Keeping a print service provider operating and profitable today is different today than it was in the pre-digital era of outreach and record-keeping. However, no matter what the naysayers may say, it's far from impossible. The key for printing business owners is to find ways to capitalize on the new opportunities and advantages available to them. The same wave of tech development that changed the worlds of marketing and communication has the potential to improve workflows within the printing industry.

Operations suited to modern consumer expectations will often involve a considerable amount of automation and digital transformation in general. In print, this could take the form of internal information management or external web-to-print interfaces for customers. Leaders should be open to making such shifts, embracing IT-based infrastructure rather than dismissing it. Despite its status as a bastion of physical media, the printing business can benefit from modern digital operations.

A pivotal moment
A recent WhatTheyThink report by InfoTrends' Barb Pellow and Lisa Cross focused on the state of operations in the print sector, based on data from the Keypoint Intelligence industry survey. The experts pointed out that though print providers may find themselves in need of serious boosts to their workflows, they have plenty of options and opportunities in the years ahead. The way businesses capitalize on these chances may determine their trajectory as the world around them digitizes.

Today's print service providers have access to both hardware and software that can change the way they operate, with removing time-consuming manual steps from the print workflow being a top priority. Pellow and Cross noted that the best workflow automation options available today connect every part of the print order process, beginning when the customer reaches out to the print shop and ending at payment.

Greater use of automation has the potential to completely change the way printers' business models work. The authors indicated that under 40 percent of commercial printer work moves through a completely automated workflow. This figure must increase, but printers believe they are up to the task. The profit model of the future involves better margins on jobs, and automation could be the key to making this change.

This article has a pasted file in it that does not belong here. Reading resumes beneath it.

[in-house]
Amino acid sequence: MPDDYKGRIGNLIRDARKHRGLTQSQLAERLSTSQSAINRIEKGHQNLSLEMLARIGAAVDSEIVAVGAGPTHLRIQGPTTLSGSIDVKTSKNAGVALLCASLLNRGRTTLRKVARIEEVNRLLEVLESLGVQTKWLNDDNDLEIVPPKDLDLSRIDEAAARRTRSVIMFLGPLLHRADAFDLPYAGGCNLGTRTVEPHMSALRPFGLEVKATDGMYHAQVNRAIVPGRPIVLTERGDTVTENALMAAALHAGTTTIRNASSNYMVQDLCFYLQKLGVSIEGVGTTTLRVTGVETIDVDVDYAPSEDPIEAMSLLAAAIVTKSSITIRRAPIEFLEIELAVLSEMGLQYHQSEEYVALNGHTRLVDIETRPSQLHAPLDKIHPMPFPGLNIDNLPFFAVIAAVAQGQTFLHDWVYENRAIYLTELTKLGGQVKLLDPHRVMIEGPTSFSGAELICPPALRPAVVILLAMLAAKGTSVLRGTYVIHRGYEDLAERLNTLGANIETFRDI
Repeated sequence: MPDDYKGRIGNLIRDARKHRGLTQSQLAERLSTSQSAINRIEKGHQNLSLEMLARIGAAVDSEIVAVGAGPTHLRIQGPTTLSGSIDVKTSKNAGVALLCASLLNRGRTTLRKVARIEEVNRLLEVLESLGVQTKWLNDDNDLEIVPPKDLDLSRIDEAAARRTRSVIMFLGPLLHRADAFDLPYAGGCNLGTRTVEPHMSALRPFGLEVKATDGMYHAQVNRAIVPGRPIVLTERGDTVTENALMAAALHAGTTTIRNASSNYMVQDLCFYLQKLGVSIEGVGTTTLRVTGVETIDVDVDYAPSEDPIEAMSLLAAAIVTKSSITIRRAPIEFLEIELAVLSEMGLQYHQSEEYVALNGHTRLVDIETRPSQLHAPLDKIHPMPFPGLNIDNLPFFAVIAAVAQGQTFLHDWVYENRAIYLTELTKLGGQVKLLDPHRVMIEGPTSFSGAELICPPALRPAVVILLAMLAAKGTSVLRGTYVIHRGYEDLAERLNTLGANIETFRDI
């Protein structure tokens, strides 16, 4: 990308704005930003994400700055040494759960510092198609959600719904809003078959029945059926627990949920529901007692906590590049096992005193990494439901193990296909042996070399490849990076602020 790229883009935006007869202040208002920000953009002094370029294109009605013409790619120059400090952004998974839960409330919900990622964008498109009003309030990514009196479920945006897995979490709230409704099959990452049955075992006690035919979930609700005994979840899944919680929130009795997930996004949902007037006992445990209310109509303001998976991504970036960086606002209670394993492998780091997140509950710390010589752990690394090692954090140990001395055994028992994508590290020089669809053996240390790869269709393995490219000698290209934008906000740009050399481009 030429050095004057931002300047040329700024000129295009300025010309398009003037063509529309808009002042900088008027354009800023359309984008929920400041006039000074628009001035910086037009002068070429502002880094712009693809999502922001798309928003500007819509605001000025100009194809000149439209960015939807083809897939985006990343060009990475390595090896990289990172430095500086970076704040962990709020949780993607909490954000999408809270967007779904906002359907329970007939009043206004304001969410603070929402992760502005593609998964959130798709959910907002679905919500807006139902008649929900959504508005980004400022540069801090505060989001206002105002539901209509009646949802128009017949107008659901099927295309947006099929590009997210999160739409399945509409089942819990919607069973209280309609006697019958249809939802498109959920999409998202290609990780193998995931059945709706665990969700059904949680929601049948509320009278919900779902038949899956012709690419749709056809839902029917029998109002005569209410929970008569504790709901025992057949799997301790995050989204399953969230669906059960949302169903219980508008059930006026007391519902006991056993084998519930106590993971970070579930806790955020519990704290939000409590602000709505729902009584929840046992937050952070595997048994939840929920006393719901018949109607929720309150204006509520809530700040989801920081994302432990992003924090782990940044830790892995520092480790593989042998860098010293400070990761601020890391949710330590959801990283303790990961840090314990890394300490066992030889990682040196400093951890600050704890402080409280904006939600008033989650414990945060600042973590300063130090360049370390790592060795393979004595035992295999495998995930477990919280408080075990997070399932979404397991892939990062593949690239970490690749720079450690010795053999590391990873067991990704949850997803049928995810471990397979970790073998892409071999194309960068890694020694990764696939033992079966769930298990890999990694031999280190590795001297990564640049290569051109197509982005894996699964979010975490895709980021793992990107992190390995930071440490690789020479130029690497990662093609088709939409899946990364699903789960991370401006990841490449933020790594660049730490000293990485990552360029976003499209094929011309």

Leaders have to approach the transitional era of modern printing with a strategy in mind. This means considering the resources available over the next few years and the company's ideal workflow, then drawing up a roadmap that is realistic and leads to the sought-after level of productivity. That path will almost certainly involve a greater role for automation in everyday print processes.

Conquering trepidation
While the argument for moving into a more digitally enabled era is compelling, not everyone has taken this kind of approach. According to Printing Impressions' interview with Memjet CEO Len Lauer, there are a few motives behind this hesitation. For instance, a simple resistance to change is pervasive in many corporate cultures. Both internal operations and sales methods can be deeply ingrained, and there is understandable concern that building out new approaches will be neither quick nor easy.

While those worries do crop up often, Lauer countered them with a reminder that the share of the market for offset printing is expected to fall, with digital demand rising to take its place. Companies that cling to old ways of operating could find themselves stuck in an industry has moved on. New capabilities such as providing easy print runs of personalized items are based in digital technology, and the speed and convenience today's customers are seeking will likely force many printers to move into IT-based spaces.

Lauer added that going digital doesn't necessarily mean replacing flexographic presses with new assets outright. Some of today's digital offerings take a hybrid approach, with traditional presses being outfitted with new capabilities that will connect them to companies' workflows. Whether they choose to take this approach to modernizing their shop floors or opt for one of the high-quality digital presses on the market, it's clear that many print service providers will take the plunge over the next few years and acquire the assets to enable new, forward-thinking workflows.

A market based on demand
Printing is an industry based on what customers want and are interested in. If there was no demand for the capabilities and products that come from digital processes, there would be no pressure to upgrade. That said, such interest and focus does exist, and print service providers should be thinking about how they plan to keep up.

Workflows that haven't yet taken new methods of ordering, production, finishing and everything in between into account may be out of step with a modernizing market. Despite its old-fashioned reputation, print can adapt.